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Glad to help. These are good guns - I just have a weird love/indifference relationship to them. I buy one, carry it some, then stop because I carry a snubbie k frame more or a 1911. Then I want some "play money" so I sell the J. Then six months later I feel I need a "pocket" gun so of course i start shopping for a S&W 36 or 60. Then, repeat. I have been through four in the last six years.

That one looks like a good one - get some mother's mag polish and some tube socks and polish it up. Get a full pair of j-frame factory walnut grips for it (cheap; look on ebay) and a "Tyler-T" grip adapter (sample pic below) and it will shoot just fine and be controllable.



FirearmsEnthusiast - freedom is only a ride on the big silver bird away. Just don't take Oceanic Flight 815. ;)

Ok, this is a K-frame with the tyler - dont' have a picture of one of my "ex"-J's with them, thought I did. But it's the same idea/proportion:
Yep, I just need a job sponsor willing to take on a apprentice gunsmith lol. It isn't easy finding one that's for sure.

I like the look of those tyler grips. Does it make a dramatic difference in comfort do you reckon?
 

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I like the look of those tyler grips. Does it make a dramatic difference in comfort do you reckon?
Oh yes. makes the gun much more easy to control. Notice how on all of Bob's pictured guns he has combat grips with extra material ahead of the front strap? Same idea.
 

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The S&W model 60 is one of only two revolvers I own. I'm more of an auto-loader type of guy, but I refuse to sell or trade off either one of these two.

The 60 was a gift and the model 696 is just to accurate to part with. The trigger on the .44 is one of the best I've ever squeezed. Also, they are a discontinued model and pretty hard to find for the people looking for one.

My model 60 "snubbie" has a lot of sentimental value to me. Out of all my guns, it's the only one I would never part with.

 

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The M60 pictured is indeed not an Airweight, but a standard stainless steel gun. However, it also has the pinned barrel that was eliminated around '82-'83 forever on S&W revolvers . . . so it's a GOOD thing to see this nice, earlier version.

Ditto on using the Tyler T-grip inserts in front of the stocks . . . either your standard S&W stocks (grips) like are pictured on the left side of the original gun, or dress the gun up with stags like I like to.

Here are some photos of a 1971 blued Model 37 Airweight (the "blued" aluminum framed lightweight version) of the Model 60. This revolver is my "always" CCW pocket gun . . . and for all the right reasons:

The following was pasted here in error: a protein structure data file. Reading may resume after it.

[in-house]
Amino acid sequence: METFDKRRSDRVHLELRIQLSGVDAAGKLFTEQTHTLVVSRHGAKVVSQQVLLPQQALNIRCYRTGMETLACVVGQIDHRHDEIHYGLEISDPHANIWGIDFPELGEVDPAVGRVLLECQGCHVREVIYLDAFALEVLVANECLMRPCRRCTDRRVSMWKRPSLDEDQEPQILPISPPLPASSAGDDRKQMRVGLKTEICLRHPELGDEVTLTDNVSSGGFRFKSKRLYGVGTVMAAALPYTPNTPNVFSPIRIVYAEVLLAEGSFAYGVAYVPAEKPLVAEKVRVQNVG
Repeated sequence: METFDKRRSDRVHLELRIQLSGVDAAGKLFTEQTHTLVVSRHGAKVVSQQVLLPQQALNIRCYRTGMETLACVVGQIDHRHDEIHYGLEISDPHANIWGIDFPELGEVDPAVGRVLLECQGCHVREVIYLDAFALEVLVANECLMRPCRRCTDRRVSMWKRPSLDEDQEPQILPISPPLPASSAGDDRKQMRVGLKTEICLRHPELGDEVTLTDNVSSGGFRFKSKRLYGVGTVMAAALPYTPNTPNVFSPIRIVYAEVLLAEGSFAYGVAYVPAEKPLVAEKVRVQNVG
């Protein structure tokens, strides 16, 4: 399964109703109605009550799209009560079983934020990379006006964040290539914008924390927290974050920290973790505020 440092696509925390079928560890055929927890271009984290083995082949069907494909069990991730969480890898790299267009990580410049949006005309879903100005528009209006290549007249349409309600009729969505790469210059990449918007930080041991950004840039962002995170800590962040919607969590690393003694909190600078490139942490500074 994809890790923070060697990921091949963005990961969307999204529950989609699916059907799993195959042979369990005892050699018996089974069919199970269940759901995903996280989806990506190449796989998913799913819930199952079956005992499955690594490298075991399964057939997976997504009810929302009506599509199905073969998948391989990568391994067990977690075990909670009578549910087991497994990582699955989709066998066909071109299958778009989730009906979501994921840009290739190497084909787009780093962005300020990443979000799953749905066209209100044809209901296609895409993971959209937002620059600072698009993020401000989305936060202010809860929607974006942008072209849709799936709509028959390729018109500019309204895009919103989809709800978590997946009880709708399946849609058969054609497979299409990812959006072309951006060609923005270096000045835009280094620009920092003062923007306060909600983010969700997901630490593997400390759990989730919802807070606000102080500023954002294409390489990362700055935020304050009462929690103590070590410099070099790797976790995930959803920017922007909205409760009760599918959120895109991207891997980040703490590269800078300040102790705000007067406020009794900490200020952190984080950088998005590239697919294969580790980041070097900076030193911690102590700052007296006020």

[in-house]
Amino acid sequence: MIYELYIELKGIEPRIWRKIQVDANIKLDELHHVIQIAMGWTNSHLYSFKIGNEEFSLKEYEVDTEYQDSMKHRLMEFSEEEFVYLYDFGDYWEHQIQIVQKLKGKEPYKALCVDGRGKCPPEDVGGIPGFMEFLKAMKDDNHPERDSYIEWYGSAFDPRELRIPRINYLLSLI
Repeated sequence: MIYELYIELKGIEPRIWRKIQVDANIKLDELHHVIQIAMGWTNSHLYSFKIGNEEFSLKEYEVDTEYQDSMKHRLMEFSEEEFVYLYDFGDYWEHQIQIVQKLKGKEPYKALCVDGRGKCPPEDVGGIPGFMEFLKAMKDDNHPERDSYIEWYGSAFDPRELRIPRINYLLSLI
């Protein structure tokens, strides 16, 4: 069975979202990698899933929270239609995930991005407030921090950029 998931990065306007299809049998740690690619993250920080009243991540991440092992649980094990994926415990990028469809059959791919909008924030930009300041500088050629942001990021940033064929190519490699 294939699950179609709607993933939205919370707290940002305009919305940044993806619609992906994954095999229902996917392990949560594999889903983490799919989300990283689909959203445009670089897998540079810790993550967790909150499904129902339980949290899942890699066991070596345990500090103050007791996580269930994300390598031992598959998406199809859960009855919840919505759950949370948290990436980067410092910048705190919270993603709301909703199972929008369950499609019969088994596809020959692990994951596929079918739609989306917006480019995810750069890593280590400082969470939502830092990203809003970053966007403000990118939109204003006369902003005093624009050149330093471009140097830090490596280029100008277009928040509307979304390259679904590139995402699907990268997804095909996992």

FIRST, WITH ORIGINAL S&W STOCKS + black gloss Tyler T-grip. Classy, retro, and SOOOO good shooting and easy on the hand! That's why Tylers were so popular back "in the day" as well as NOW! The Tyler makes this gun fit so well, that it shoots like a real pussycat!




TODAY . . . This M37's stocks were too pristine to ding up . . . and serial numbered to the gun, so I put 'em in the safe and replaced 'em (dressing up the gun immensely IMHO) with American Elk Stag grips by Patrick Grashorn. I have his grips on my most special Smith revolvers.




FYI, the THIRD version of the J-frame with a hammer, and also the first of the three types produced, is the carbon steel framed Model 36. It was, and still is available in either blued or bright nickle-plated finishes.

Here's my early "square latch"/"Diamond stocked" Model 36 in original, bright nickle plate. Smith dropped the expense of putting the "diamond" in the center of the original stocks around 1967-'68, going to the type stock pictured on my '71 Model 37. IIRC, Smith dropped the "square" type cylinder latch sometime around '66:




Hope this helps! BTW, they shoot really well too for the experienced handgunner! They can be extremely accurate, though their short sight to sight distance makes it more of a challenge to line the sights up PERFECTLY to shoot 'em well.

Here's the very first cylinder I fired after purchasing that vintage M36 a couple of years ago. FIVE ROUNDS inside of a 1" black square target, with perfect "point-of-aim" . . . at a distance of ten yards . . . STANDING and unsupported. Definitely a keeper!



Same session, standing/unsupported at twenty-five yards into a 2 1/2" square . . . yep . . . great guns you can stake your life on indeed!




HOPE THIS HELPS!

T.
 

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All stainless early model 60, I have one just like it, unbelievably accurate if you can see the small sights. Very desirable, I love mine.